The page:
Most employees in an organisation seem to fall into two camps: those who think they have a pretty good idea who their buyers are, and those who just focus on their own output and don’t really think much about the customer at all.

The trouble is many times people in both camps don’t really know who the customers are or what drives them. For the good of the company, they should.

The answer for many firms is to build ‘buyer personas’. These are composite ‘sketches’ of your most important customers, providing detailed views of their key characteristics and behaviour patterns. These should personify crucial customer segments, giving them names, personal backgrounds, specific job roles and goals.

Buyer personas enable customer-facing employees across the business – including salespeople, marketers, customer service reps, delivery staff, receptionists and most top managers – to actually picture who they are dealing with on a day-to-day basis.

Indeed, a survey by global business-to-business marketer association ITSMA revealed that, of the 44% of companies found to be using buyer personas, 90% said it gave them a clearer understanding of who their customers were.


How to get started

You can begin to build buyer personas by finding a template that includes the information that would be most useful to your organisation and presents all of this in an easily accessible way. There are plenty of these to choose from on the web, so finding one that works for your business should not be difficult.

As you build your personas, don’t be afraid to deviate from the template and customise it based on your business’s needs.

Next, gather together as much existing data and qualitative information on your customers as possible. If you have a customer relationship management (CRM) system, this is a great place to start. Any online forms or other digital tracking that you do can also yield great initial insights.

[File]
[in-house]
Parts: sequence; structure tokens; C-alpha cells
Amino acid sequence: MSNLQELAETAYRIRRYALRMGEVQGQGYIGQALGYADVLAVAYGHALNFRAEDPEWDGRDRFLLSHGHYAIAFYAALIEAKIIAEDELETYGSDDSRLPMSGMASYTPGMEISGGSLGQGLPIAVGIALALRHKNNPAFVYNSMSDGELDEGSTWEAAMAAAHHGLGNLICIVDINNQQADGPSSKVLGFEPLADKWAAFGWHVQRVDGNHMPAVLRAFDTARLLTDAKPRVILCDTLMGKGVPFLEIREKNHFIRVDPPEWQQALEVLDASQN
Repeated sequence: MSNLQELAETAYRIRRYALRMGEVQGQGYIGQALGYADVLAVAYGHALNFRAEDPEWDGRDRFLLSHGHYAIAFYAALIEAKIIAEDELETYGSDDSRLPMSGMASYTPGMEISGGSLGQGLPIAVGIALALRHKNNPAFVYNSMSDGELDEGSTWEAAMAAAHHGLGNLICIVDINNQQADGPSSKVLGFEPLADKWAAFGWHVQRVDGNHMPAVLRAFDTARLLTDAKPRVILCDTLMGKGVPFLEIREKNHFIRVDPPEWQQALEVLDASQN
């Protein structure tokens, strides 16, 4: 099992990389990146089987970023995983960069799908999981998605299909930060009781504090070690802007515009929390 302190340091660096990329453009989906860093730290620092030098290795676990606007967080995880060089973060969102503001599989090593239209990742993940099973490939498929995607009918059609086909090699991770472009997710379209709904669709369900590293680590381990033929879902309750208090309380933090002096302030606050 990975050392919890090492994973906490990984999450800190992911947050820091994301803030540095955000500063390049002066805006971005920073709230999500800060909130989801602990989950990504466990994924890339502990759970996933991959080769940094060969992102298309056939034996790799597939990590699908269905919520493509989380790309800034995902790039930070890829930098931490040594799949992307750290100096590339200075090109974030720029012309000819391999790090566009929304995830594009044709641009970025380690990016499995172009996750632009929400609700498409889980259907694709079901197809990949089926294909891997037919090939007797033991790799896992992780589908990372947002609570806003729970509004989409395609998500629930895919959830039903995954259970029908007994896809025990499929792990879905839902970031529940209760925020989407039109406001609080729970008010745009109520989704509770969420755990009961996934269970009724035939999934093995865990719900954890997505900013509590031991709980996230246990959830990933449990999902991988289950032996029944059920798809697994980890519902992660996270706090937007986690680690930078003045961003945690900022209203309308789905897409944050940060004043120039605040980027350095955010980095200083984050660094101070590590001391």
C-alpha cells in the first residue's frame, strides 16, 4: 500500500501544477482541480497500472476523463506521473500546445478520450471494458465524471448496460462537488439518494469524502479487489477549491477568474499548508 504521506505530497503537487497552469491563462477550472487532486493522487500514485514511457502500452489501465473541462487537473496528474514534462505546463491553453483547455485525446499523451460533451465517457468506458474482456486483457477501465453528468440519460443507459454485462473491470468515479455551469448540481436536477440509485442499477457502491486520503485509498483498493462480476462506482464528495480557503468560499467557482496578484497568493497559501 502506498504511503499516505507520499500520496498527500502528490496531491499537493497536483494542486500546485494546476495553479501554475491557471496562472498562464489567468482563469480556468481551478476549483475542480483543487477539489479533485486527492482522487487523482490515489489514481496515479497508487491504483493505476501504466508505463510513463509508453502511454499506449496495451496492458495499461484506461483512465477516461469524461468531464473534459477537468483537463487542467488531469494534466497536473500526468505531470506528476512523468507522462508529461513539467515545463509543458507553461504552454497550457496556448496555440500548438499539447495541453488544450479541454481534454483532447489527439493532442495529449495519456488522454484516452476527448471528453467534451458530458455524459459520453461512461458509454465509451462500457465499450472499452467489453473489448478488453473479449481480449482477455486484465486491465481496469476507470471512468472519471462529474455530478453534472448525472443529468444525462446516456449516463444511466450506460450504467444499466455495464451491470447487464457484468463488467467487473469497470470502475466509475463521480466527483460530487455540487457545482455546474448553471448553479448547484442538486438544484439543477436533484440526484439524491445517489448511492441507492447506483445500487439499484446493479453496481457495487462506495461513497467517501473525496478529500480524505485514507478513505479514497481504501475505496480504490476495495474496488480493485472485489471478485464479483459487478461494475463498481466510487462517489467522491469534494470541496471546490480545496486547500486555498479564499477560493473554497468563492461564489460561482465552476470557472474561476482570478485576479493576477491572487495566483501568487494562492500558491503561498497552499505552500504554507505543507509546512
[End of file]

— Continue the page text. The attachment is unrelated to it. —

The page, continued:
Identify the most valuable and loyal customers. You should start small – maybe three to five personas representing your most important target segments – and add others later if necessary. This will make the task more manageable and help you stay focused.

How to take personas to the next level

After creating a persona framework and doing your initial research, you can then identify gaps in your view of each typical customer segment.
At that point, talk to people within your business to flesh out the picture and gather additional information. Getting input from sales people is absolutely critical, as they talk to customers regularly. Input from marketers, customer service people and others who are in contact with buyers is also valuable.

You can then start to piece together a fuller representation of who you should be looking at. Identify company size and sector, who the key contacts are, what their titles are, what they are buying and when. Look for trends and patterns.

Next you can start to piece together the whys and hows by interviewing customers and prospects. Begin with what they know about your company and what they think of it. Then look at how they relate to it, what their motivations are for buying, who they are, what they are like, how they get their information, what their personal circumstances are and what their personal objectives are.

Get as specific as possible in your interviews with them, but don’t be afraid to use your instincts: follow conversations down unexpected paths for greater insights and reframe questions that feel awkward or seem to lead to a dead end.

It is then crucial to ensure you have feedback from across your business. This helps in ensuring that no critical points have been missed and that all staff are fully engaged.

Having participation and buy-in from everyone in the business is vital to the success of personas. If staff are not involved in their creation and simply presented with completed descriptions they had no part in creating, then they are less likely to accept them and use personas in their jobs.

What you get

You will then have specific profiles that emerge, capturing living depictions of the customers you are targeting and managing on a daily basis.

This information then feeds into lead generation, the creation of content for marketing, website construction, sales tactics, research and development, staffing, strategic planning, handling of complaints, CRM and the business’s whole approach customer interactions at all levels.